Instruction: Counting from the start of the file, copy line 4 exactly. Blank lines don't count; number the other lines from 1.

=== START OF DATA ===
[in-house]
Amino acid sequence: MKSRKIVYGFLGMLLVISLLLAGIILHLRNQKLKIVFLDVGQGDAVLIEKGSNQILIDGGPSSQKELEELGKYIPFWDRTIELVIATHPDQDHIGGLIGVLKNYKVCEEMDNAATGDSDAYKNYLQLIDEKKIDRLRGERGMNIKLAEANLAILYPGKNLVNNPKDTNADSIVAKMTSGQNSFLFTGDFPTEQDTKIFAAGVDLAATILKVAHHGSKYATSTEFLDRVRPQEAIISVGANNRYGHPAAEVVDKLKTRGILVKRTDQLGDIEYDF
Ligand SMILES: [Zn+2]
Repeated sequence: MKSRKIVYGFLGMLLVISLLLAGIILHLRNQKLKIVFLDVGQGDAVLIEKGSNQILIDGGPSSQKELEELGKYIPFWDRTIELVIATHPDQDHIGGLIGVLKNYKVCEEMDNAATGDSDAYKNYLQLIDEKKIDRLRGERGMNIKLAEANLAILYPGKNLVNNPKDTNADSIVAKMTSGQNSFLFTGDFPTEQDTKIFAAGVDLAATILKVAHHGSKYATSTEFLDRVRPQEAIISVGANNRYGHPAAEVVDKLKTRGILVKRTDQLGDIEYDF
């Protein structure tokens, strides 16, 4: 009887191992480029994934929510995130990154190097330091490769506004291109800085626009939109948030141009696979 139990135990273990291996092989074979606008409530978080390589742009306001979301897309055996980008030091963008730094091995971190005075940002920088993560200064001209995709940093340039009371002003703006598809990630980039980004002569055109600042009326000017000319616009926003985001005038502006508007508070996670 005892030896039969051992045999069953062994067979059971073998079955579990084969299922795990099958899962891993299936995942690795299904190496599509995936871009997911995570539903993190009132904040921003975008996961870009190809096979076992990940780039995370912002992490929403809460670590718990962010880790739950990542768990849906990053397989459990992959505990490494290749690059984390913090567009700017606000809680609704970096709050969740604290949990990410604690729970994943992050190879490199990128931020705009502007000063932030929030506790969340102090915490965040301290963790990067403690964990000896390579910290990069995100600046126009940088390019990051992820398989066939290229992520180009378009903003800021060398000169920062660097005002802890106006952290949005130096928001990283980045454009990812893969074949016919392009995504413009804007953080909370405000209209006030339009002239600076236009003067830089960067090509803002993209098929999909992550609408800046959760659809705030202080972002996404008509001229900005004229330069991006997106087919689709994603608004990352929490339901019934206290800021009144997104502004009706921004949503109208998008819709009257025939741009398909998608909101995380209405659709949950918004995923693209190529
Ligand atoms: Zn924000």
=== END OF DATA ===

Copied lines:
Repeated sequence: MKSRKIVYGFLGMLLVISLLLAGIILHLRNQKLKIVFLDVGQGDAVLIEKGSNQILIDGGPSSQKELEELGKYIPFWDRTIELVIATHPDQDHIGGLIGVLKNYKVCEEMDNAATGDSDAYKNYLQLIDEKKIDRLRGERGMNIKLAEANLAILYPGKNLVNNPKDTNADSIVAKMTSGQNSFLFTGDFPTEQDTKIFAAGVDLAATILKVAHHGSKYATSTEFLDRVRPQEAIISVGANNRYGHPAAEVVDKLKTRGILVKRTDQLGDIEYDF